Bai Mon Beach, Vung Ro Bay, VietnamView from the road of Mon Beach, just south of Tuy Hoa city, in Phu Yen Province

Mui Dinh Cape, Ninh Thuan Province, VietnamTaking in the sand dunes in Vietnam’s desert, just south of Phan Rang on the Dragon’s Graveyard Road

Fishing canoe, Quang Nam coast, near Hoi An, VietnamA fishing canoe on the long empty beaches of Quang Nam Province, just south of Hoi An

View from the Hai Van Pass, VietnamView from the Hai Van Pass between Danang & Hue, one of the most famous stretches of coast road

Relaxing on Ke Ga Beach, VietnamRelaxing on a beach near Ke Ga lighthouse, on the Ocean Road between Saigon and Mui Ne

Dai Lanh Beach, VietnamView from the road of Dai Lanh Beach between Nha Trang & Tuy Hoa, in Khanh Hoa Province

Wooden fishing boats, Cua Viet Beach, near Hue, VietnamWooden fishing boats drawn up on the sand on the long, empty beaches between Hue & Dong Hoi

Vung Ro Bay, VietnamView from the Ca Pass of the fabulous Vung Ro Bay in south-central Vietnam

Beach in Phu Yen Province, VietnamView from the road of Xuan Hai Beach, just south of Quy Nhon on the central coast

Hon Gom Sandbar, Khanh Hoa Province, VietnamThe long, empty sands of Hon Gom Sandbar, in Khanh Hoa Province, north of Nha Trang

Floating fish farms on Vung Ro Bay, VietnamFloating fish farms & fishing boats on the turquoise waters of Vung Ro Bay

Me and my motorbike on My Canh Beach, Dong Hoi, VietnamMe and my motorbike, Stavros, celebrating our arrival at My Canh Beach, in Dong Hoi

View from the Nui Chua Coast Road, Ninh Thuan, VietnamChecking the view in the mirror on the Nui Chua Coast Road, between Phan Rang & Cam Ranh

Coast road north of Quy Nhon, Binh Dinh Province, VietnamAn empty stretch of coast road just north of Quy Nhon city, in Binh Dinh Province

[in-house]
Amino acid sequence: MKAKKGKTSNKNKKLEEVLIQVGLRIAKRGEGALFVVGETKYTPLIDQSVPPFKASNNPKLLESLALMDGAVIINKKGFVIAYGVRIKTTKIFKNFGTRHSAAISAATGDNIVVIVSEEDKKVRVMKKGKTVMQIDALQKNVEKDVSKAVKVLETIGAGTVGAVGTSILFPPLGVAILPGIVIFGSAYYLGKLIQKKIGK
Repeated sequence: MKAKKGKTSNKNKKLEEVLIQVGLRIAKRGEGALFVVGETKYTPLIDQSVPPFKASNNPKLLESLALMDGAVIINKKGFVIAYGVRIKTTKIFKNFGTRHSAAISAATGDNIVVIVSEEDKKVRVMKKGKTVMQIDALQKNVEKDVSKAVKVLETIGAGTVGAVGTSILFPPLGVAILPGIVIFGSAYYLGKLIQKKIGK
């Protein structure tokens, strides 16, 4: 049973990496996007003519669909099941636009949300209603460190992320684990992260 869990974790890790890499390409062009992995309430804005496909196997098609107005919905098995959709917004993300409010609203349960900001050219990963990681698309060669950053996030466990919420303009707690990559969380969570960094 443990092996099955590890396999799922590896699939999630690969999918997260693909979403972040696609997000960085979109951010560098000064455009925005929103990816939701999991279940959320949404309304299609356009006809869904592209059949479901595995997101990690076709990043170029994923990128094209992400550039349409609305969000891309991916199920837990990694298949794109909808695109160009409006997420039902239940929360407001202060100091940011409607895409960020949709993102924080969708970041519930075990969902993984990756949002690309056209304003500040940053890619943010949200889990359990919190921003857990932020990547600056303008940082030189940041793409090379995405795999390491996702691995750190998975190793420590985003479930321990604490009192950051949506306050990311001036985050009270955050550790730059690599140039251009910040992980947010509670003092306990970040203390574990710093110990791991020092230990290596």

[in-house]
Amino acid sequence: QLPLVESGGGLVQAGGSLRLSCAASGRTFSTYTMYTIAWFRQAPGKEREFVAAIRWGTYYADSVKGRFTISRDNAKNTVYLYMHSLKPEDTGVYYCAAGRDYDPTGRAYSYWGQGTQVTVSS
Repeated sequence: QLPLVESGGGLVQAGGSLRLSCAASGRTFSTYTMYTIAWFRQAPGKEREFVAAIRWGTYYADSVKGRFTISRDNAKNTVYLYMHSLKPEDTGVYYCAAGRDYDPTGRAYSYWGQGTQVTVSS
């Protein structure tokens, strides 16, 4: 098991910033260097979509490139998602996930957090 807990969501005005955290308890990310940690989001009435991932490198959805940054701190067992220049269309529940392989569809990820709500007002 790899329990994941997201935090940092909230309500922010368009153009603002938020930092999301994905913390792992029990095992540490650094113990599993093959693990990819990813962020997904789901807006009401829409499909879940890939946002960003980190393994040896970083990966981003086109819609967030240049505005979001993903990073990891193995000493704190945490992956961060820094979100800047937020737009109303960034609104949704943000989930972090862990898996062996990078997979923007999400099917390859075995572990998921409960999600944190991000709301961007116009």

Empty beaches near Dong Hoi, VietnamMore empty beaches on the coastal back-roads between Hue & Dong Hoi, on the central coast

Colourfully painted fishing coracles near Tam Ky, Quang Nam, VietnamColourfully painted fishing coracles on the long sandy beaches south of Hoi An, Quang Nam Province

Lang Co Beach, Thua Thien Hue Province, VietnamView from the Hai Van Pass of Lang Co Beach, in Thua Thien Hue Province

Empty coast road north of Quy Nhon, VietnamA long, straight section of empty coast road between Quy Nhon & Quang Ngai, on the central coast

The top of the Nui Chua Coast Road, Cam Ranh Bay, VietnamStopping to take in the views of Cam Ranh Bay at the top of the Nui Chua Coast Road

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Selected Resources for Travellers & Expats:  What's this?

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14 Responses to The Coast Road: Saigon to Hoi An & Beyond

  1. Noemi Rav says:

    Ps: I mean 18 days minus 3-4 days in Saigon equal 14 days on the road

  2. Noemi Rav says:

    Hi Tom,

    You are ‘responsible’ for 5th trip to Vietnam this summer, first time at that time of year. Your blog pops into my mailbox regularly and the last post was one too many to resist! So, thank you again for sharing your passion.

    Two questions for you: I’ll be in Saigon for 18 days starting early July, renting a scooter and heading north, possibly as a loop coast/inland. I have friends in Hoi An but concerned 14 days (minus the 3-4 days in Saigon) might be too short to push up there and not be constantly on the saddle. Ideally I’d like to ride every couple days and find cool discovery spots in between (food is a big focus).
    – Which itinerary would you recommend to get a taste of coast and inland? (It’s my first time in that central part)
    – is there any significant difference between weather between Saigon and Dalat, and further up between Nha Trang and Hoi An?

    Thanks again!!


    • Hi Noemi,

      The weather at that time of year will be quite similar all along the coast: hot and humid with tropical downpours in the afternoons. In Dalat it will be much cooler, particularly in the evenings, but also quite wet.

      14 days is OK, but it’s probably a good idea to put your bike on the train from Saigon to somewhere like Mui Ne or Nha Trang and start there instead (or you can get your rental company to ship in there in advance for you to pick it up). For more about sending your bike on the train from Saigon to Mui Ne this this.